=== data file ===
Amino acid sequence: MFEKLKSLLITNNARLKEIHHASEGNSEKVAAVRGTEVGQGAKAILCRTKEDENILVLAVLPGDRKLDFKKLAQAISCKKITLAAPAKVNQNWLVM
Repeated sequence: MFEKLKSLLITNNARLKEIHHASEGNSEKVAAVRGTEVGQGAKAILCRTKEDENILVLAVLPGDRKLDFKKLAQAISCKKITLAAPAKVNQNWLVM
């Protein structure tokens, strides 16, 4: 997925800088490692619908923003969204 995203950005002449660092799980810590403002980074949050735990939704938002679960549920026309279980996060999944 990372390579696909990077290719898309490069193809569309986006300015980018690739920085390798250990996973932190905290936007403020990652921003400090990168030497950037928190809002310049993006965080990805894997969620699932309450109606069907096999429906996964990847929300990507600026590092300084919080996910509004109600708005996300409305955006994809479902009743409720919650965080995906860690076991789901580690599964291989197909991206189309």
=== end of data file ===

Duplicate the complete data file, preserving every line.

Amino acid sequence: MFEKLKSLLITNNARLKEIHHASEGNSEKVAAVRGTEVGQGAKAILCRTKEDENILVLAVLPGDRKLDFKKLAQAISCKKITLAAPAKVNQNWLVM
Repeated sequence: MFEKLKSLLITNNARLKEIHHASEGNSEKVAAVRGTEVGQGAKAILCRTKEDENILVLAVLPGDRKLDFKKLAQAISCKKITLAAPAKVNQNWLVM
């Protein structure tokens, strides 16, 4: 997925800088490692619908923003969204 995203950005002449660092799980810590403002980074949050735990939704938002679960549920026309279980996060999944 990372390579696909990077290719898309490069193809569309986006300015980018690739920085390798250990996973932190905290936007403020990652921003400090990168030497950037928190809002310049993006965080990805894997969620699932309450109606069907096999429906996964990847929300990507600026590092300084919080996910509004109600708005996300409305955006994809479902009743409720919650965080995906860690076991789901580690599964291989197909991206189309």